In a single volume, Alexandra Orlova has assembled the most complete and up-to-date collection of memoirs by contemporaries of the Russian composer Modest Petrovich Musorgsky (1839-1881). These thirty-six reminiscences were written by well- known figures of the Russian musical scene at the time (including the composers Borodin, Rimsky-Korsakov, and Balakirev; the critics Vladimir Stasov and Mikhail Ivanov; and several performing musicians) as well as by little-known people who were privileged to have met the composer.
A well-defined image of Musorgsky emerges from the various accounts: a small, delicate-looking man, immaculately dressed, always a welcome guest at fashionable homes; and, unfortunately, an alcoholic. Skillful as an accompanist and improviser at the piano, Musorgsky was exceedingly generous with his time and talent as a performer at concerts for the benefit of students. We see him among his musical colleagues, the so-called Balakirev circle, trying out their latest compositions for one another at social gatherings. Some of the most poignant memoirs recount emotion-filled visits with Musorgsky in the hospital during his last illness.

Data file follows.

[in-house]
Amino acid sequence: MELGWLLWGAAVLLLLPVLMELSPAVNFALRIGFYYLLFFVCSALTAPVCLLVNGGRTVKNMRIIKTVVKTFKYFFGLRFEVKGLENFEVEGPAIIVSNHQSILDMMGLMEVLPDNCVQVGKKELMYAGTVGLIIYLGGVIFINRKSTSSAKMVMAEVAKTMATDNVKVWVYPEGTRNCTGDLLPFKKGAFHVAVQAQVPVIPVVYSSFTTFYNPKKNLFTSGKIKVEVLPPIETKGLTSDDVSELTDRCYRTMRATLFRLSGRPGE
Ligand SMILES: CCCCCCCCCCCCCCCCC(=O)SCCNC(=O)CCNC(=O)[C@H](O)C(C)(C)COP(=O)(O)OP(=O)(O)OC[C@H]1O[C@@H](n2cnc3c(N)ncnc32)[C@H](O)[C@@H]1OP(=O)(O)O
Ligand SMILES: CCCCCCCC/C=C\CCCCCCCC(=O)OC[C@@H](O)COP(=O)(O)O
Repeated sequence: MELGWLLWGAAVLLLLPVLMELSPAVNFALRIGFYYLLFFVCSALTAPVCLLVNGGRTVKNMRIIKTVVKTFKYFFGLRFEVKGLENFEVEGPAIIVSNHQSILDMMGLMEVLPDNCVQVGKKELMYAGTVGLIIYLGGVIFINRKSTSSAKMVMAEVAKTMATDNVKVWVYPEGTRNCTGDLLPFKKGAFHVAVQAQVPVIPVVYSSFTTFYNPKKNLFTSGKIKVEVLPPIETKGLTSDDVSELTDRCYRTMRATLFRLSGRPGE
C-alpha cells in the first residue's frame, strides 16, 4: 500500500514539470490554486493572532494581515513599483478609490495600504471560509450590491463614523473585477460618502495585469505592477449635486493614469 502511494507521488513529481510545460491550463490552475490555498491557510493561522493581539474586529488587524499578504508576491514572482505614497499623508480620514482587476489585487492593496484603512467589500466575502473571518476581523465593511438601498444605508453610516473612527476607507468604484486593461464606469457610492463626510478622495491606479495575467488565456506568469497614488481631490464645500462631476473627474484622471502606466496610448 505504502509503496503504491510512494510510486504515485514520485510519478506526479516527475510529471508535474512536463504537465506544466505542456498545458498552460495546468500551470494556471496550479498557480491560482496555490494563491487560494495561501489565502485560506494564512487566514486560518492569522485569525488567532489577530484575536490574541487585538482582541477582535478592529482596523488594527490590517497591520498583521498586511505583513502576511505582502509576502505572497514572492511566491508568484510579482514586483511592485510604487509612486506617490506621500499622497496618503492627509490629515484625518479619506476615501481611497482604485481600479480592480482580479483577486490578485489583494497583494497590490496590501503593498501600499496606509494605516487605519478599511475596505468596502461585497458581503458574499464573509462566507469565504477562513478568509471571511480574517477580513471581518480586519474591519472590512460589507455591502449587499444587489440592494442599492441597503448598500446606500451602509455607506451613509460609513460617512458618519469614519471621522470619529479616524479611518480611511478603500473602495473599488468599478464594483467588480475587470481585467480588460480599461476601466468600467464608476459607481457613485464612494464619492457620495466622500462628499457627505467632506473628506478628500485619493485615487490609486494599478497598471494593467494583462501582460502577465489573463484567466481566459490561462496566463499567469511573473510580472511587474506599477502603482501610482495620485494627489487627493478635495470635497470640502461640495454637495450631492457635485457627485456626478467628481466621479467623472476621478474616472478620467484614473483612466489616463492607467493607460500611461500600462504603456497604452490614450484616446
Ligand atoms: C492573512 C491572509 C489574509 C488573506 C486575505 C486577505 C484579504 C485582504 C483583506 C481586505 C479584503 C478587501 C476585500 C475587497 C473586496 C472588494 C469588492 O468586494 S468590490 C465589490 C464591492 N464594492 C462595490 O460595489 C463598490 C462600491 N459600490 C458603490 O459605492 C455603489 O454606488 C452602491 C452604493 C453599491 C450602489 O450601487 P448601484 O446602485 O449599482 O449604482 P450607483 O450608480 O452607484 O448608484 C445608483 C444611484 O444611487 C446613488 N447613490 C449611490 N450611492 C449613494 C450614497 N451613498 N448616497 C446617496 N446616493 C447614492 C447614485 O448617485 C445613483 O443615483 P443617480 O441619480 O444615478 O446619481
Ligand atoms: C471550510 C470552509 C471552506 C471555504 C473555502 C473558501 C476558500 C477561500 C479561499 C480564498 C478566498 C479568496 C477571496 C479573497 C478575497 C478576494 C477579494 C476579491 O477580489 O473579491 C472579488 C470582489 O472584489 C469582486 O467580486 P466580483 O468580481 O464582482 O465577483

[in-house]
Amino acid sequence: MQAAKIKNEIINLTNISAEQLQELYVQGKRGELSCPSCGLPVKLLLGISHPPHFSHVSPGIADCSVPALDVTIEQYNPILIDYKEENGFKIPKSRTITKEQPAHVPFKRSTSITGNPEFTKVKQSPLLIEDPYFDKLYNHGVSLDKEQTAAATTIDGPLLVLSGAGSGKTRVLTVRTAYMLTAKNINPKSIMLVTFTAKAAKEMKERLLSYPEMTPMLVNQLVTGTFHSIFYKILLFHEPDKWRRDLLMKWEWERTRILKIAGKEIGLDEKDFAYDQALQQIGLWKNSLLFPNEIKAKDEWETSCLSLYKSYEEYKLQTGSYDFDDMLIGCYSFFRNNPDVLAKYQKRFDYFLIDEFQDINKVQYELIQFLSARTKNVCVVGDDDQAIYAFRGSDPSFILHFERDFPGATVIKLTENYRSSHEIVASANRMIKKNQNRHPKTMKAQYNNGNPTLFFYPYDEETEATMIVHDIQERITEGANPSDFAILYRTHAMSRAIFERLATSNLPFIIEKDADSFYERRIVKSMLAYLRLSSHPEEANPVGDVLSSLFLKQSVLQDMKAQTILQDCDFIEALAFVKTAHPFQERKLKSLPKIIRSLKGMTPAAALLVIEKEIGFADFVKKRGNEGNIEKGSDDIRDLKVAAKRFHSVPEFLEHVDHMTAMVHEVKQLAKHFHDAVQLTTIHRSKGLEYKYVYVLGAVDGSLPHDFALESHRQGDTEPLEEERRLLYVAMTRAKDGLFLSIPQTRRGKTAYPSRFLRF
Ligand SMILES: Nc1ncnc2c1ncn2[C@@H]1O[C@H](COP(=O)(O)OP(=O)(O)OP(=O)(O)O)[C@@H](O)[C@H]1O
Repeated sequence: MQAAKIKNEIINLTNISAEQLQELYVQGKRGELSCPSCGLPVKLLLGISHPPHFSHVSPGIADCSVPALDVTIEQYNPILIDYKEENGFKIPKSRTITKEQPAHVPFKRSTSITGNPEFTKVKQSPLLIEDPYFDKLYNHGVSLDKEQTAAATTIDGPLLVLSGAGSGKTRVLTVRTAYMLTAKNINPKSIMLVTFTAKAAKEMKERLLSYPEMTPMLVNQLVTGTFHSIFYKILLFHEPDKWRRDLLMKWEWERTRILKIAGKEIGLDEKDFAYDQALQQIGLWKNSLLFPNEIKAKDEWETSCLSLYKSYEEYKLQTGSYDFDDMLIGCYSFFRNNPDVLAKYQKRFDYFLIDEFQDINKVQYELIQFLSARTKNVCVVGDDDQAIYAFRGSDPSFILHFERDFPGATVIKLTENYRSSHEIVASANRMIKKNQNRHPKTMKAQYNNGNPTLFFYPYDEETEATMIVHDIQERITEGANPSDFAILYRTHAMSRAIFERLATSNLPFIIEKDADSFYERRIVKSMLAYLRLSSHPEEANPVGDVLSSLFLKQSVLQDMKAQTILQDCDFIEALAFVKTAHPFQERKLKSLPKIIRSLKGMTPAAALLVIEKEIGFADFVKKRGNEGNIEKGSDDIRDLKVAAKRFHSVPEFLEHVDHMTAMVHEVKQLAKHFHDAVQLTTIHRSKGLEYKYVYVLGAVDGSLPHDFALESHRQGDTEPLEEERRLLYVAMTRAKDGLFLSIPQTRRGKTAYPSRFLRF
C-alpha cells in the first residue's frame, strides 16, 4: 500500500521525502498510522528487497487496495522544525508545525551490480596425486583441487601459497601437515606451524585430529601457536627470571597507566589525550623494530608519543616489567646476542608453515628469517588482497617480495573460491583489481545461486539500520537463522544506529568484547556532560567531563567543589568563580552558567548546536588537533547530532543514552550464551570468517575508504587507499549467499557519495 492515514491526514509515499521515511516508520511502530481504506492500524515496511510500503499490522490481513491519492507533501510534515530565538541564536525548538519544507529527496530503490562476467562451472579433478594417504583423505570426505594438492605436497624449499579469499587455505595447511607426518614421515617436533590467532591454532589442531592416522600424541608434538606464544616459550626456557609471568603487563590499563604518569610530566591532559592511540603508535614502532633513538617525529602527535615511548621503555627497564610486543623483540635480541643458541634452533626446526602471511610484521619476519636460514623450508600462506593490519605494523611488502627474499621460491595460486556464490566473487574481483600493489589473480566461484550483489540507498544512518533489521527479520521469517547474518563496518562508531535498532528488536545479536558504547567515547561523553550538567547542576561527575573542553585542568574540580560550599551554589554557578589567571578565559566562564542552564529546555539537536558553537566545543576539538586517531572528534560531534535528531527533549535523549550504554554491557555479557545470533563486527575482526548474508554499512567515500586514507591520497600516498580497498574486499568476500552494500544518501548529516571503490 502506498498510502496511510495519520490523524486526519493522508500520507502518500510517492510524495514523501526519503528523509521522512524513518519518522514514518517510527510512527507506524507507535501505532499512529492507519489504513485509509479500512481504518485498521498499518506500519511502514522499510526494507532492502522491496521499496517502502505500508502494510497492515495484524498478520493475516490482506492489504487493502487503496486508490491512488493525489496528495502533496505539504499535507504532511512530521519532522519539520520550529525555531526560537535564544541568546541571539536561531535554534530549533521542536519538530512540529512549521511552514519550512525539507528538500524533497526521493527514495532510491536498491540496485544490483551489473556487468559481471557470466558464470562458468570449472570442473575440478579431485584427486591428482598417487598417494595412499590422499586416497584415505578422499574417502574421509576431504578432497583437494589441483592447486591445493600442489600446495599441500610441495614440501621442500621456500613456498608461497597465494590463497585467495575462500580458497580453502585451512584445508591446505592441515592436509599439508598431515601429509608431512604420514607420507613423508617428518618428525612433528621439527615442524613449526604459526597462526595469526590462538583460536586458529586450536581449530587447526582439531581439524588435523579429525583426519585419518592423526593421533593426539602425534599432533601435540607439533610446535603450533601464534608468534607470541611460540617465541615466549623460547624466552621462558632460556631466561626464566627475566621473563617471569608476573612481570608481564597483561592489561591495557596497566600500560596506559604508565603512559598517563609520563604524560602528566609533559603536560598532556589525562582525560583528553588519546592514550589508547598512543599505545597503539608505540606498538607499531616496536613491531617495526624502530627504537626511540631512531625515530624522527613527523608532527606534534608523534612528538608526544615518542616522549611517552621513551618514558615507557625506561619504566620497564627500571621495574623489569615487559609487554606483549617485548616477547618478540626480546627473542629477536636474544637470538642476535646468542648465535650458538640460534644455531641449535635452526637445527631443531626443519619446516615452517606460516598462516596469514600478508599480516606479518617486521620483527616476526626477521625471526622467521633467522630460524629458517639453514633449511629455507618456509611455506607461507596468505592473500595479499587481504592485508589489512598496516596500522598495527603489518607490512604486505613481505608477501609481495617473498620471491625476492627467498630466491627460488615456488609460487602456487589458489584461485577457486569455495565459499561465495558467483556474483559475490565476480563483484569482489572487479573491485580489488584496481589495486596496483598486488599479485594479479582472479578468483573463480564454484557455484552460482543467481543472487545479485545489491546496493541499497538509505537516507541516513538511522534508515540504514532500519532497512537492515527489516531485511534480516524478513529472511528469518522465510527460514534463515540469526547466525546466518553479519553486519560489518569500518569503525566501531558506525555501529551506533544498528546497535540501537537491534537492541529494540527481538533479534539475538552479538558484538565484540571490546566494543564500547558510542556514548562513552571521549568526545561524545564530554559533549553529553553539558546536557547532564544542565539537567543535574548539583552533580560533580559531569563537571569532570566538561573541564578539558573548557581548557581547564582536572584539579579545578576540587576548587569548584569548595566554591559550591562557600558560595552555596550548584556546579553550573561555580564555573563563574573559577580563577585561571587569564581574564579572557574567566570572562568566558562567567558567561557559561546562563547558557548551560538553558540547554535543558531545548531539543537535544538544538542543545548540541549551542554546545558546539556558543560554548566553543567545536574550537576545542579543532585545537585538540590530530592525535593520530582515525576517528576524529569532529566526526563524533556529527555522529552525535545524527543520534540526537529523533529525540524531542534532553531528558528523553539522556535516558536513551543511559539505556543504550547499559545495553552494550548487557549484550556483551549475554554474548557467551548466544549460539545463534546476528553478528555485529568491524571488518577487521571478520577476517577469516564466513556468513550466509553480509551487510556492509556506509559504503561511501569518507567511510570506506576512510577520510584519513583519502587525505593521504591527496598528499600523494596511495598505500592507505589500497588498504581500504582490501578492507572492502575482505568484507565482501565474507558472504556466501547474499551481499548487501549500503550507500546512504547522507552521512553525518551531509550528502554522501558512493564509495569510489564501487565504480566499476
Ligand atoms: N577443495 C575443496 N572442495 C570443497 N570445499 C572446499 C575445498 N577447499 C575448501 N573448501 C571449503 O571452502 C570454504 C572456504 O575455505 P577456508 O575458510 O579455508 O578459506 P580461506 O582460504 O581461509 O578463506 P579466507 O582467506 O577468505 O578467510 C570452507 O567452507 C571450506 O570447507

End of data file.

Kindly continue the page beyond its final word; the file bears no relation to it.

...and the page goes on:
Most of the memoirists are truthful, objective, and loving. Their accounts, coupled with Orlova's copious notes, provide a valuable insight into Musorgsky's life and personality.
Table of Contents
- publisherIndiana University Press
- publisher placeBloomington, Indiana USA
- rightsCopyright © Trustees of Indiana University
- rights holderIndiana University Press
- rights territoryWorld